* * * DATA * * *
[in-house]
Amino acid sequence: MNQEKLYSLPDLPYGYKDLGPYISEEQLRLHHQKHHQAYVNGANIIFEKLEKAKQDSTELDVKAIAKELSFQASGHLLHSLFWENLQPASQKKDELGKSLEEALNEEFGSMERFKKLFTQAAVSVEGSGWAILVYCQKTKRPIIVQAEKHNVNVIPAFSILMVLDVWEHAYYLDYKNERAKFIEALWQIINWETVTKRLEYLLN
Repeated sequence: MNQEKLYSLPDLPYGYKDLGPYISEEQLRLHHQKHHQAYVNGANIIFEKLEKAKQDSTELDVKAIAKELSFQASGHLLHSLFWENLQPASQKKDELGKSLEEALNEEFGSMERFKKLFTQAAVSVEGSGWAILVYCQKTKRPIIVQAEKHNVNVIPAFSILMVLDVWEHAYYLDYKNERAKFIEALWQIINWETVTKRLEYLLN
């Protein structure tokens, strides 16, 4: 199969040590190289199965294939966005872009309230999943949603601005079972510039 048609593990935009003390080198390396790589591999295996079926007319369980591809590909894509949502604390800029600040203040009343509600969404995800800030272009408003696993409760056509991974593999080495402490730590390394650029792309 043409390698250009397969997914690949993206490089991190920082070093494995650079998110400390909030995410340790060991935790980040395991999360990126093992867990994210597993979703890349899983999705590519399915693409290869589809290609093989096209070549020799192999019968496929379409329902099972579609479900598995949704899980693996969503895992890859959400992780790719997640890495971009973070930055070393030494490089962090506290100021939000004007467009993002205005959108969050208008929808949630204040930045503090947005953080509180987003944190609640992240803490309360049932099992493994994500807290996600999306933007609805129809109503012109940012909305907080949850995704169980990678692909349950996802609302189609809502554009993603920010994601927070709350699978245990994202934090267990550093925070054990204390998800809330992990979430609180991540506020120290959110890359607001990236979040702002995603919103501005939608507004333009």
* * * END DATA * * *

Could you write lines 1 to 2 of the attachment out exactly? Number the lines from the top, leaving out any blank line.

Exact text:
[in-house]
Amino acid sequence: MNQEKLYSLPDLPYGYKDLGPYISEEQLRLHHQKHHQAYVNGANIIFEKLEKAKQDSTELDVKAIAKELSFQASGHLLHSLFWENLQPASQKKDELGKSLEEALNEEFGSMERFKKLFTQAAVSVEGSGWAILVYCQKTKRPIIVQAEKHNVNVIPAFSILMVLDVWEHAYYLDYKNERAKFIEALWQIINWETVTKRLEYLLN